He was able to talk about why these hurricane outlook outlooks are important. You know, the climate impacts, the real world impacts of the storm. And, you know, and this is something I hadn’t thought that much to to discuss in my external communications map. But after the storm, how many people get hurt after the storm? I you know, I guess one of the things I thought of intuitively, but but I don’t talk about.
Well, yeah, you know, I think there it often does get overlooked. So it doesn’t surprise me that you brought that in because, you know, we get people we so we’re so focused on getting people out of the way of the storm. And then after the storm passes, a lot of people who did get out of the way are very anxious to go back home, see what the damage is.
You know, what is the state of their house, get back there. But rushing back in after a devastating landfall or a hurricane or even if it’s not that big of a hurricane, technically, maybe it’s just a tropical storm that was over the same area and a lot of flooding. Think of all the flooded roads that are left behind.
You really don’t want people rushing back in because it does lead to injuries. It does lead death. So, yes, it’s the aftermath and the recovery from it as well. You know, the one thing that that stood out to me and I thought it was so great, you know, with the discussion about the forecasts going, the one comment he made is that the forecast cone is the cover of the book.
And I thought that was that was just a perfect way to phrase it, because the cone is not everything. Yes, it’s probably the biggest thing. It’s what you see the first and what everybody wants to see. But boy, there are a lot more details when you even just just glancing at the cone, there’s a lot of details just on the cone.
But then it’s really going beyond the cone and all the impacts that are not explained on the cone. And so really, that’s why I don’t want people just to think they see the cone and All right, I know what’s going to happen. It’s like you need to get into the details and find out all the information because you’re not going to get everything from the cone.
There are a lot of details that need to be ironed out. So it’s always like the cone is just part of the story. Make sure you get all the details. Yeah, I’m probably going to start to steal that line from him that it’s that it’s like the cover of the book. And you can’t judge the entire book by the cover.
There is so much more to dig into. I think that is something we’re going to see more and more as we go in the decades to come is as our forecast ability does get stronger to be able to resolve these finer structures within the hurricane. Because as you know, and we saw this with Ian last year that are one side of the hurricane, even if you’re within ten or 20 miles of the eye wall is very different than the other side of the hurricane.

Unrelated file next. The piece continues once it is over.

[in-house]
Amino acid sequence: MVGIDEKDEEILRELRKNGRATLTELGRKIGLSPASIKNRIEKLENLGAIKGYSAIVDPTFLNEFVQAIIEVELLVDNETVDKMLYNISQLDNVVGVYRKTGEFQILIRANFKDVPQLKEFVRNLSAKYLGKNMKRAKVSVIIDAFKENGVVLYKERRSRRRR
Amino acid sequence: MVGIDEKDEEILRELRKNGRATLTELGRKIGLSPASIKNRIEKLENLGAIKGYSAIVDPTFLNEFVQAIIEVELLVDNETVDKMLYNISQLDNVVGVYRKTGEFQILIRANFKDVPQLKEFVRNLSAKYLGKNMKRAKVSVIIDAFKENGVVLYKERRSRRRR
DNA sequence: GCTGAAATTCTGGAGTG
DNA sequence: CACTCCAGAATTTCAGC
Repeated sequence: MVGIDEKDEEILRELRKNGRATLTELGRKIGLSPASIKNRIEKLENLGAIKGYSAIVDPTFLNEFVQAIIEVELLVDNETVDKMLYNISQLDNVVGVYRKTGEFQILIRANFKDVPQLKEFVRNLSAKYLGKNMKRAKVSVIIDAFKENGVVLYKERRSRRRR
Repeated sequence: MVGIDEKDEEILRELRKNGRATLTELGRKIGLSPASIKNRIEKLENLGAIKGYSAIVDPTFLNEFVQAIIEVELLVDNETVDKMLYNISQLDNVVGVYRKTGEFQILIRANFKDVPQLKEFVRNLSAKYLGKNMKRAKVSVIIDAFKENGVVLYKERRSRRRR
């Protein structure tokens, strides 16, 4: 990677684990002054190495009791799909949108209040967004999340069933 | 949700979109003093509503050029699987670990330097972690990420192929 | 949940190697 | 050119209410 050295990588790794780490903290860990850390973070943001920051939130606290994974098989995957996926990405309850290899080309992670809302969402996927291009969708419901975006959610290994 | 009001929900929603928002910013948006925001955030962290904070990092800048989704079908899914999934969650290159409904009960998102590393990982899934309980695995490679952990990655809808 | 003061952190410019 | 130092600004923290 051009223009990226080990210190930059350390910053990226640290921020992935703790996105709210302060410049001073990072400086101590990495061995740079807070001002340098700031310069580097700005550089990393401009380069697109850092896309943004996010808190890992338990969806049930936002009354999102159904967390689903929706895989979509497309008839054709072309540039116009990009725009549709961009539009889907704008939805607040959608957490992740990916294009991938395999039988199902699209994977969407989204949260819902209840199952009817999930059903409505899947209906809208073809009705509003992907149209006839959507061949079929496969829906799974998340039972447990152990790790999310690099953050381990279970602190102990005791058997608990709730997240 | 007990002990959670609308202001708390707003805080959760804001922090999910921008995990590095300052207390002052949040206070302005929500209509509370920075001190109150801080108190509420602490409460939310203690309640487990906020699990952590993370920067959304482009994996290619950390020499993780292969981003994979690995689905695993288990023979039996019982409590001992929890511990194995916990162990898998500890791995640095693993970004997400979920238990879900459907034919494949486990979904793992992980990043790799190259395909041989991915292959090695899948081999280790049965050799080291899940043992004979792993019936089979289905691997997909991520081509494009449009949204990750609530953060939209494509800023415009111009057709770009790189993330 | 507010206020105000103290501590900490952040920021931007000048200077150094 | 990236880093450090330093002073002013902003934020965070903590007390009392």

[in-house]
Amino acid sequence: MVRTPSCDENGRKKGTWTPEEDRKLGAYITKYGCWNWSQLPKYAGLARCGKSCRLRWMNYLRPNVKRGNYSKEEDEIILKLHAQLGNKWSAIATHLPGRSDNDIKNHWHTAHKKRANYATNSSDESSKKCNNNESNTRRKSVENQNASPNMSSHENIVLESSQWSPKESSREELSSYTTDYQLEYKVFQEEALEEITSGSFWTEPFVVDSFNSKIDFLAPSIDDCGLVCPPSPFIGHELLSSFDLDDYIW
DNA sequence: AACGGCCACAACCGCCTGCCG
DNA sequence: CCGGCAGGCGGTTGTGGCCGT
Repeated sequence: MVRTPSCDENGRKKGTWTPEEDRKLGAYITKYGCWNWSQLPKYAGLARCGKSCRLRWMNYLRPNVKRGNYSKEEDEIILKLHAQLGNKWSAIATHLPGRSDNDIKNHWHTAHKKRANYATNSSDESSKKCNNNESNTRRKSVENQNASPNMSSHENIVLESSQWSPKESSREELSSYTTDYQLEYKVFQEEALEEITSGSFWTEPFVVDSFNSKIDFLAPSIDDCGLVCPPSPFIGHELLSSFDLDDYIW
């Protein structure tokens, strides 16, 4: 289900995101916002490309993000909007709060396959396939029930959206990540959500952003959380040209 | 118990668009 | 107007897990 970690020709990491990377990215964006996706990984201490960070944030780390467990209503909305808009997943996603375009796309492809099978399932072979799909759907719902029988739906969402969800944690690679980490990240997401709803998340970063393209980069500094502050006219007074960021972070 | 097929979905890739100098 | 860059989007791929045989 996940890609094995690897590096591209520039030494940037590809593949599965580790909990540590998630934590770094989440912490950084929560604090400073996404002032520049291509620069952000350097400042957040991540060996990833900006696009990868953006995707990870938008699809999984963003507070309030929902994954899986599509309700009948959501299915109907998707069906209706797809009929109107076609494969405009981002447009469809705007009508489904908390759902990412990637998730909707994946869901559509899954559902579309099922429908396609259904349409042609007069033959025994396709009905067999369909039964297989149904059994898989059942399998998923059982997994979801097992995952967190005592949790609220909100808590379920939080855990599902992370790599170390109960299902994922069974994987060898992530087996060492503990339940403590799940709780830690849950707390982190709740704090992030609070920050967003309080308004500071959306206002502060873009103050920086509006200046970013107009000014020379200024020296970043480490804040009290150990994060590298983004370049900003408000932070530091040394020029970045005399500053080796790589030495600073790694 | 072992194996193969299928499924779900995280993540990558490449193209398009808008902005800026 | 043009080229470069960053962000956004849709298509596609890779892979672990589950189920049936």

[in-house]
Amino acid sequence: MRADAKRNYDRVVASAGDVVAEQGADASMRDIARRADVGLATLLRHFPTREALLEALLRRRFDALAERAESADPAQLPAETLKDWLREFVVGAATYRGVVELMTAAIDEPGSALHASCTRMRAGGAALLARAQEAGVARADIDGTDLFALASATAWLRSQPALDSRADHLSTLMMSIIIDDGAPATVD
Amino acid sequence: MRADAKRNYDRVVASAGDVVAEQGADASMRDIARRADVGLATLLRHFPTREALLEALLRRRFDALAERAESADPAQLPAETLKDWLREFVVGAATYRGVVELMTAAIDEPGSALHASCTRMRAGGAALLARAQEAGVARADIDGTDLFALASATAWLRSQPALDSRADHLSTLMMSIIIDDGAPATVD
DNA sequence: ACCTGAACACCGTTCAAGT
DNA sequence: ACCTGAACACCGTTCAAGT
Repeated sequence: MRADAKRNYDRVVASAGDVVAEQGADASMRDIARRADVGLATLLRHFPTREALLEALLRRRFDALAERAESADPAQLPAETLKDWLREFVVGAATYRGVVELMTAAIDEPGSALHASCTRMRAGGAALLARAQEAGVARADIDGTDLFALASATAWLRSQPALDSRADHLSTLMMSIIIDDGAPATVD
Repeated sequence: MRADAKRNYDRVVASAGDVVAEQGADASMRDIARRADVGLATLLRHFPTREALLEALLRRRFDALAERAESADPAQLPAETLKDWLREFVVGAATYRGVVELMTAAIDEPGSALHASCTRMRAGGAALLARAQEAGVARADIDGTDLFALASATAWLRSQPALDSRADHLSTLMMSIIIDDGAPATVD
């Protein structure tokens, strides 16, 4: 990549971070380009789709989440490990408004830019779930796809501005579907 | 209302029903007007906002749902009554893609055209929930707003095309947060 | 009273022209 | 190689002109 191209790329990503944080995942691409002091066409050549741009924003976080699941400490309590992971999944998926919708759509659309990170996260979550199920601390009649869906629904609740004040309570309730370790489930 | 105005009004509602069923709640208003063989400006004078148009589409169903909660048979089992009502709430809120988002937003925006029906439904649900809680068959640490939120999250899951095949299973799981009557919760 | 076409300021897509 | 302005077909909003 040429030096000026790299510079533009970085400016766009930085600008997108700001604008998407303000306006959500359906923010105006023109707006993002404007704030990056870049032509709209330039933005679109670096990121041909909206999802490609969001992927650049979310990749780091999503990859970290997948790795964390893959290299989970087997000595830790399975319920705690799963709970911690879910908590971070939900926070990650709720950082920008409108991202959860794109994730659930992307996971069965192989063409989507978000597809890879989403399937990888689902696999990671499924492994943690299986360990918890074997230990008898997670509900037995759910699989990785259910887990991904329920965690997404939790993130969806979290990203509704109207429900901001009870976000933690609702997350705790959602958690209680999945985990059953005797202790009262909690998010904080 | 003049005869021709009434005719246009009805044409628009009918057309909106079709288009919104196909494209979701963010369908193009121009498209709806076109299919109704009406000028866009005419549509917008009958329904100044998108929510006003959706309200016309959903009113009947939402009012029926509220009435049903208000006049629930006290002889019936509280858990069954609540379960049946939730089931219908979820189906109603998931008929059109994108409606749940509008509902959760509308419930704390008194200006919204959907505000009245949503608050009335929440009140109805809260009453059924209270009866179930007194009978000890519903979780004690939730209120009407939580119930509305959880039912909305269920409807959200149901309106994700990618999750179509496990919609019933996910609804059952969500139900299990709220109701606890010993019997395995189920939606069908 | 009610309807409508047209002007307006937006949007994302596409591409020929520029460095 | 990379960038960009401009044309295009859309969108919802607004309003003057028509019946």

You know, you’ve got an offshore wind versus an onshore wind and the impacts are very, very different. So we have to remind people it’s not a point. All the impacts are not within 20 miles. It’s a beast. It is just the cover. This is just a starting point. We pay attention to all the impacts that come with storms like these, you know?
Well, you know, the other thing I think that’s worth mentioning is that the 2023 hurricane season is already underway because there was a storm in January. It was just re identified. They did a post analysis, the National Hurricane Center identified a storm on January 16th that actually impacted Newfoundland and Nova Scotia with 60 mile per hour winds. Well, it turns out that was a subtropical storm.
So we’ve already even though it didn’t get a name, it’s already our first storm, the season. So we’re already sitting at one storm watch already. So our first named storm is going to be Arlene. But technically when Arlene comes around, it’s going to be the second storm of the Atlantic hurricane season. So it’s no more about, well, when hurricane season starts.
No, it has officially begun. We’ve already had one storm. Yeah. And we remind people that even though hurricane season season starts on the 1st of June and goes into November, they can and do occasionally come outside of the season. But the core of the season is mid-August to mid-October. That’s when you really need to to bring your awareness up to its its highest level is during that 8 to 10 week period there in late summer and early fall.
Okay. So with that, we’re going to close up shop for this week. Big thanks to Michael Brennan for taking time with us, the director of the National Hurricane Center. We’ve got a few more things coming up in the pipeline. I know Joe’s not here, but I got to plug his dog eating contest. So we’ve got that working. We also talked to Mike that is here in Richmond about sports betting and and especially baseball to a lesser extent football weather.
We’re working on a couple of other climate e things I’m hoping that will come through more on those coming up hopefully next week or two but for right now Matt Holiner is in Chicago, meteorologist Sean Sublette in Richmond, Virginia, thanks for joining us for the Across the Sky podcast.